“The next table illustrates this difference even more starkly. In the case of Greece and Portugal, the vast majority of the losses that would be borne by creditors in Europe would be direct losses. In fact, French and German creditors would almost certainly be substantial net recipients of default insurance payments. (That's less clear in the case of Ireland.) Meanwhile, US financial institutions would have to make substantial net default insurance payments, which would account for between 80% and 90% of all losses borne by the US in the case of default (see the figures in red below).
“Observation #3. Similar Overall Exposures in Europe and the US.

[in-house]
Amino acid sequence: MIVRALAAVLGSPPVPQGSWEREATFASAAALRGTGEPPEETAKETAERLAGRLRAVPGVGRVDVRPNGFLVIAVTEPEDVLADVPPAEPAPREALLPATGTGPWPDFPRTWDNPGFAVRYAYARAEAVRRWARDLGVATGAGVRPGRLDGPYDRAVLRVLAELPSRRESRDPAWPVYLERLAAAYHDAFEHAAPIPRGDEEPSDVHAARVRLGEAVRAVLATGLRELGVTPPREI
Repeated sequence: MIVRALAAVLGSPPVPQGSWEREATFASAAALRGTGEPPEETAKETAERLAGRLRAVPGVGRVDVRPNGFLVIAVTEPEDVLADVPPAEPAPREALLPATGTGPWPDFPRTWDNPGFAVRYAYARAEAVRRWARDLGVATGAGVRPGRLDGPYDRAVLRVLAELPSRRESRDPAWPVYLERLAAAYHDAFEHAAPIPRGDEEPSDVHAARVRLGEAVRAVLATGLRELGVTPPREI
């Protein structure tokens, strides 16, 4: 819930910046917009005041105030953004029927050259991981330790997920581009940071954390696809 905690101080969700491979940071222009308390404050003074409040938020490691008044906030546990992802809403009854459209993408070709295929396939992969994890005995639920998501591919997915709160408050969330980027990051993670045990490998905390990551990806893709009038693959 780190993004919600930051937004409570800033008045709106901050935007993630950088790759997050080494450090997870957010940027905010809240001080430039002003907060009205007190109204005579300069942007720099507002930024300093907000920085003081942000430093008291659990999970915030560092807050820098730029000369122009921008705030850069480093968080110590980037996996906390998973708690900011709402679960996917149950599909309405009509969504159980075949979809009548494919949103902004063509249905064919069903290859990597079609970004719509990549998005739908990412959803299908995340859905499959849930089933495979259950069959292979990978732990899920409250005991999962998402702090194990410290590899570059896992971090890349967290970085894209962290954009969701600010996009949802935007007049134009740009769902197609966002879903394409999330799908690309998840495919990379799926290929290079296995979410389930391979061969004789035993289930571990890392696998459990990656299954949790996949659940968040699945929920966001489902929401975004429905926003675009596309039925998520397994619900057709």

“Finally, it's worth noting that once you account for the substantial payouts that US agents will have to make to European creditors in the case of a default by one of the PIGs, financial institutions in the US have roughly as much to lose from default as those in France and Germany. (See the figures in blue in the table above.) The apparent eagerness of US banks and insurance companies to sell default insurance to European creditors means that they will now have to substantially share in the pain inflicted by a PIG default.